Cameras are used in both monocular and, increasingly, binocular ADAS applications. Forward-facing monocular camera systems feature in medium- to long-range functions such as lane-keeping assistance, cross-traffic alert and traffic sign recognition systems. Rear-facing cameras have enjoyed widespread adoption primarily as a reversing aid for the driver. A mirror-image view of the area behind the car is displayed on a dashboard-mounted screen, in some cases augmented with positional graphics relative to steering wheel movement to provide parking guidance.
Forward-facing Binocular or stereo cameras are a more recent development. A pair of cameras is able to present an essentially 3D image that provides the information necessary to calculate complex depth information such as the distance to a moving object, making them suitable for active cruise control and forward collision warning applications.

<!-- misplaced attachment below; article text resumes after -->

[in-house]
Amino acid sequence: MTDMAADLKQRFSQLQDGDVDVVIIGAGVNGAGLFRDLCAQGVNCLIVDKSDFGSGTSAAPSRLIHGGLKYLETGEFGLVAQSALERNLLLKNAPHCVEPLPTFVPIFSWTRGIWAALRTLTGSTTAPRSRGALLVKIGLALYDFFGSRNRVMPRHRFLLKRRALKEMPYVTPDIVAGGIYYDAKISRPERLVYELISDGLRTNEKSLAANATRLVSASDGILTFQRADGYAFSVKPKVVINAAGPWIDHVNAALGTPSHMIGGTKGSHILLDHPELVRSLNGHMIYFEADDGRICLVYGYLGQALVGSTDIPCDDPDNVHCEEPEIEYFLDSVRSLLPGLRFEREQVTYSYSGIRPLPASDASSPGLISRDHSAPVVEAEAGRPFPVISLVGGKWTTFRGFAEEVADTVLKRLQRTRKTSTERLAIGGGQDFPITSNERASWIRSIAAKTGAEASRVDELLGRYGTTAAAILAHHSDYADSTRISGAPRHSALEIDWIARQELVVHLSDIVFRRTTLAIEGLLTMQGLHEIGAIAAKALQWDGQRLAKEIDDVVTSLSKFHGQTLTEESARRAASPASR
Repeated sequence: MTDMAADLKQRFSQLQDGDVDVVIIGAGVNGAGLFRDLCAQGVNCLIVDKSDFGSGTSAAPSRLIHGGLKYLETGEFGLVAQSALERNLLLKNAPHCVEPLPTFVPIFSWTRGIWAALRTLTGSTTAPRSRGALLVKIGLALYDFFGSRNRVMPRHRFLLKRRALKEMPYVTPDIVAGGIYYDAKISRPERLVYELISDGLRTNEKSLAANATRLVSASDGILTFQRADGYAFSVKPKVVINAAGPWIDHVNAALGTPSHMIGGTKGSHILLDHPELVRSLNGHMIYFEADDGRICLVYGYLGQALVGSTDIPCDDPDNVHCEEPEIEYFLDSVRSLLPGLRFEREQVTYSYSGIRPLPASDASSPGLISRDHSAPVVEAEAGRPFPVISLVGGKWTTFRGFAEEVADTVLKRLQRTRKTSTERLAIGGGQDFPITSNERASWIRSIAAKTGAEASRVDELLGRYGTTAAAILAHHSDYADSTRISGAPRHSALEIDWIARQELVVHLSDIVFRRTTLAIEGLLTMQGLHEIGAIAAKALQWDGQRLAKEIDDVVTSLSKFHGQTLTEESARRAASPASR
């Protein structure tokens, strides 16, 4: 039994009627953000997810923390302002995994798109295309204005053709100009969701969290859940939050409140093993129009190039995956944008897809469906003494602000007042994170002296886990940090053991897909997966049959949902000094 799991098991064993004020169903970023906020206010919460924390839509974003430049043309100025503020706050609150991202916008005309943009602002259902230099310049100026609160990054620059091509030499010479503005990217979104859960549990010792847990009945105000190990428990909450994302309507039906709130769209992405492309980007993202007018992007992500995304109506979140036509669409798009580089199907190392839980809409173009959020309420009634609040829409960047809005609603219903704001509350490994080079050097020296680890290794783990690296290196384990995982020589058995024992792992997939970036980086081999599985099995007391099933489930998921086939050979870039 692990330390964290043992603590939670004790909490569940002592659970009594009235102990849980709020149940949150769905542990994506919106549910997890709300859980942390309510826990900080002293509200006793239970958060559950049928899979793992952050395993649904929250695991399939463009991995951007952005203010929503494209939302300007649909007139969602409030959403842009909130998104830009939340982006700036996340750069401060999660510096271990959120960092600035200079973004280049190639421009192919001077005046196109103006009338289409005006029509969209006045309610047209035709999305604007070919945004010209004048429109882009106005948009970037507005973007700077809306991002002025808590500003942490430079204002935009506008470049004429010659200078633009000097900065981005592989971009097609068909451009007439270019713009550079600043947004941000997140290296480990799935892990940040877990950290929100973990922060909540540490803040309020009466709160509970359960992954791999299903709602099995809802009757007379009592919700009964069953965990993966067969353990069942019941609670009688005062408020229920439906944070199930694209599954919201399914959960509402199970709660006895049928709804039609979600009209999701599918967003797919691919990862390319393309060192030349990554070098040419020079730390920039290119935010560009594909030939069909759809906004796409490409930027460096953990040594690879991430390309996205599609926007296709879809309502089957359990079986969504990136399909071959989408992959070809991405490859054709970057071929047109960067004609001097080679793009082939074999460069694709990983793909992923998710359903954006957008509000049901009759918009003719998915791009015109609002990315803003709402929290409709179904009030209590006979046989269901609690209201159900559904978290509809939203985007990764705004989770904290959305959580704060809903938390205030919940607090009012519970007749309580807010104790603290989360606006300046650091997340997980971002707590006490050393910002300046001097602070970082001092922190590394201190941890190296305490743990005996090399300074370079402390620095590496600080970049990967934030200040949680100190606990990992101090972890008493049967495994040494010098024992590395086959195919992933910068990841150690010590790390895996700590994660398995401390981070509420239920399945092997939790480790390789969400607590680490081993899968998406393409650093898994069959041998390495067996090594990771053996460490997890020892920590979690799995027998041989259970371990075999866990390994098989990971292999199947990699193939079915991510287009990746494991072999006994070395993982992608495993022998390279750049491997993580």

Another branch of camera technology that has established a foothold in ADAS development is thermal imaging. Instead of using visible light, or what little of it that might be available, thermal imaging cameras are ideally suited to detecting humans and animals, particularly in conditions of poor visibility or at night, or simply in an otherwise busy and cluttered driving environment. Again, the technology is well-established and widely in use across the automotive industry, first appearing as passive night vision assist systems on premium-brand models around 10 years ago.
Thermal imaging cameras have a range of up to 300 metres or so and are unaffected by fog, dust, glare from low sun and, of course, complete darkness, and they have a valuable role to play in the ADAS developers arsenal of sensor technologies.